Chinese live streaming platform Inke acquires Jimu in a USD 85 million bet

This may deal a heavy blow to its full year balance sheet this year.

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Inke, one of the few live streaming platforms in China that have gone public in the capital markets, said on Monday that it has agreed to acquire 100% interests in Beijing-headquartered social networking app Jimu, at USD 85 million.

Jimu is a social networking platform mainly targeting young people who enjoy art, fashion and music, developed and operated mostly in the Chinese mainland.

Currently, approximately 80% of Jimu’s users are born after 1995, coming from first and second-tier cities in China, said Inke in a filing with the Hong Kong Stock Exchange. Inke also indicated that Jimu ranked top 10 among social networking apps and top 100 among all apps in 2019. However, Inke did not disclose how many users Jimu has now.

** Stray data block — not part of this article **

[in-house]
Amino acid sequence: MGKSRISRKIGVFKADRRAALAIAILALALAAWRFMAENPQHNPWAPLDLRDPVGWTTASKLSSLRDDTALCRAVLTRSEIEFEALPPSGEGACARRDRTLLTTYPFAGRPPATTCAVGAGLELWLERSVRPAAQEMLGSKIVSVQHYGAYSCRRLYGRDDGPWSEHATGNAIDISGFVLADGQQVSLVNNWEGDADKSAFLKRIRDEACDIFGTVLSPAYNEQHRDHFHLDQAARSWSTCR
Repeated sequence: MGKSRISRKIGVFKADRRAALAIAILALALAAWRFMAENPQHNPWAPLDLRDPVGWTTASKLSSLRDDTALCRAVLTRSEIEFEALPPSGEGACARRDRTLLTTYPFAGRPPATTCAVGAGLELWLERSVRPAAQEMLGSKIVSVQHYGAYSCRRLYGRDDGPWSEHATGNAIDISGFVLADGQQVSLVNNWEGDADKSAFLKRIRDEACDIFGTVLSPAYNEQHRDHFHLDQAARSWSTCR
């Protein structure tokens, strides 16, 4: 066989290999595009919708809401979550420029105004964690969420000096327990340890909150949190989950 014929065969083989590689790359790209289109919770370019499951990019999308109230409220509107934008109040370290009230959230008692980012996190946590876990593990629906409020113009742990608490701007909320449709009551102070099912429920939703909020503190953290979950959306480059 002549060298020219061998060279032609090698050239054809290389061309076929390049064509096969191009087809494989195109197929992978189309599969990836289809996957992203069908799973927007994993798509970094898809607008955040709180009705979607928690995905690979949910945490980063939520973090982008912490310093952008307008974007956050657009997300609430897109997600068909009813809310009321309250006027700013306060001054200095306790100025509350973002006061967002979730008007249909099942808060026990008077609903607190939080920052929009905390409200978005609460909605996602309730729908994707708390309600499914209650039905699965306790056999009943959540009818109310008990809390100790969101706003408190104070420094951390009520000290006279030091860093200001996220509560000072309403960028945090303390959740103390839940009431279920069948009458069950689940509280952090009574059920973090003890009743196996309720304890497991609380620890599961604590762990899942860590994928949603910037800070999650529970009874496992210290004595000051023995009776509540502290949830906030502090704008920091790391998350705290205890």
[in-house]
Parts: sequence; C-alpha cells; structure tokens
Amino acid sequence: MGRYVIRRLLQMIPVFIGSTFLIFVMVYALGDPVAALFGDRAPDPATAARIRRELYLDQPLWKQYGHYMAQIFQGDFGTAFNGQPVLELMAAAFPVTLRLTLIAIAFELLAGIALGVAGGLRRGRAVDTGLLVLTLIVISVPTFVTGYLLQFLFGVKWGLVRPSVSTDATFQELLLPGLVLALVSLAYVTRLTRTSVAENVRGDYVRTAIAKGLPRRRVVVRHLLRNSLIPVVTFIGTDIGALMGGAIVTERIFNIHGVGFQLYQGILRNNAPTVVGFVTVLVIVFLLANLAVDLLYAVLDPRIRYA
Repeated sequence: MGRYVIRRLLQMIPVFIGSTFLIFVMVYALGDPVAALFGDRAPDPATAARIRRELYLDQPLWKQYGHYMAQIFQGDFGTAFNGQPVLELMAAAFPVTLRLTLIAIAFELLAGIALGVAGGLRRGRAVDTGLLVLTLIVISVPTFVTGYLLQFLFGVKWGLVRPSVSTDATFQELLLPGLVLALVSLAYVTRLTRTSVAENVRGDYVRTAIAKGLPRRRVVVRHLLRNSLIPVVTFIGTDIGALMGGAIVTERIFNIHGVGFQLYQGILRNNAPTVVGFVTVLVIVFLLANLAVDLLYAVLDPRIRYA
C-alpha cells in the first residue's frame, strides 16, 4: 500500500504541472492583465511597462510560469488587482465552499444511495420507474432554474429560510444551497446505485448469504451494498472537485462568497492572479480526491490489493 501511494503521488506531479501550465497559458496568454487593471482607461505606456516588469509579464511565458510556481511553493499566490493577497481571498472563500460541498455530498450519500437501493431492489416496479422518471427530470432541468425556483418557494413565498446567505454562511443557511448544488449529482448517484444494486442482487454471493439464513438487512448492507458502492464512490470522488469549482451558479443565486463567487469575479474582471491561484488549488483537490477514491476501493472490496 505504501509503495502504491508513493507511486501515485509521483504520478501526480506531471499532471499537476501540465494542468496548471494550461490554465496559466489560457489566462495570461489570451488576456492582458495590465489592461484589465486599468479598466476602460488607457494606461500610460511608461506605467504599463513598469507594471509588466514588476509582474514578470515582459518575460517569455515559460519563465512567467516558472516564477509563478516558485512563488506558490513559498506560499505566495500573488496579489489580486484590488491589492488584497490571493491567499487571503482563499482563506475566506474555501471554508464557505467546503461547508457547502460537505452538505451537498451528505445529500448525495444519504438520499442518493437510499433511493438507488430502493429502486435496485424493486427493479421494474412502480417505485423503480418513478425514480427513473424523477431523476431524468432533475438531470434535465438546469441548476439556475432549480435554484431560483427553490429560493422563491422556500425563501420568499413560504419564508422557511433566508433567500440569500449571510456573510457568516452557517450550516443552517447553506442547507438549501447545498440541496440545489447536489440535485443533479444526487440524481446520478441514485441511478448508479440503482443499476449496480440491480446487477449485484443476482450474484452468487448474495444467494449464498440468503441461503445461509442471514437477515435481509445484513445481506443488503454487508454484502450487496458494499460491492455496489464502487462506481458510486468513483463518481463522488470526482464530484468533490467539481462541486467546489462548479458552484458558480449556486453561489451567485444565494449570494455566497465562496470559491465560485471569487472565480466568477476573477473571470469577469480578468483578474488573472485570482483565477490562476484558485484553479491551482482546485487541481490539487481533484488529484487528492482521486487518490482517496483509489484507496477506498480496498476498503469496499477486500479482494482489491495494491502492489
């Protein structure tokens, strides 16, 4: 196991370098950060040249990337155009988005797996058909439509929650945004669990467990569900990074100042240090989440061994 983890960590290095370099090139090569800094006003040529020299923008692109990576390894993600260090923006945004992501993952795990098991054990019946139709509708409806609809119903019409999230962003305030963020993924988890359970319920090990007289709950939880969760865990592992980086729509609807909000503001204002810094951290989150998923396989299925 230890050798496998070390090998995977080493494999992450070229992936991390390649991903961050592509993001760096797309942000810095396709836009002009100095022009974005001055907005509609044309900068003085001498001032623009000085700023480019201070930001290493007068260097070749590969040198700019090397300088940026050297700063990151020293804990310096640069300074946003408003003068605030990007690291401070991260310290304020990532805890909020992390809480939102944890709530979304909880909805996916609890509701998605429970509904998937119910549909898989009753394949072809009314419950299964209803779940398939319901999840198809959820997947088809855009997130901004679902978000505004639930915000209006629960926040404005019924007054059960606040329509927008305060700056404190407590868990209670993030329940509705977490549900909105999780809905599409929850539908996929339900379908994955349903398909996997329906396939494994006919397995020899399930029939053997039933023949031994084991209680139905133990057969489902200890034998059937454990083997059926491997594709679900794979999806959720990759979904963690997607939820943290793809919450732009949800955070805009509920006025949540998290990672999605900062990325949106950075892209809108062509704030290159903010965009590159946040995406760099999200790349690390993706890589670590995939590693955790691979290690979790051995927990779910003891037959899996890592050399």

Inke pointed out that there is a low overlap between the users of Jimu and those of its self-branded existing products, which makes them complementary to each other. The move will bring synergy effects and financial value in the short term, Inke stated.

Although Jimu recorded a net loss of RMB 17.7 million (about USD 2.57 million) last year, as the filing shows, Inke said it expects this networking app to bring significant financial returns shortly. Revenues are expected from users’ membership fees, sales of virtual currencies, and advertising fees, Inke said.

The live-streaming platform also announced in another filing on Monday that it may record a net loss of around RMB 60 million for the first half of this year.

The company made a net profit of RMB 1.1 billion in 2018, thanks to its 25.5 million monthly active users on average during 2018, up 12.3% from 2017. However, the company’s revenue fell to RMB 3.86 billion in 2018, from RMB 3.94 billion in 2017 and RMB 4.33 billion in 2016, due to “intense competition within the mobile interactive entertainment industry, internally and externally”.

The mobile interactive entertainment industry has entered into a steady growth stage, and is becoming more centralized, Inke said in its 2018 annual report.

It’s also seeing a fair share of consolidation. Panda TV, China’s third-largest game-centric live streaming site with 7.22 million monthly active users, went bankrupt in March.

Other major Chinese platforms in live streaming include YY, which is listed on the Nasdaq, as well as gaming centric streaming sites Douyu and Huya.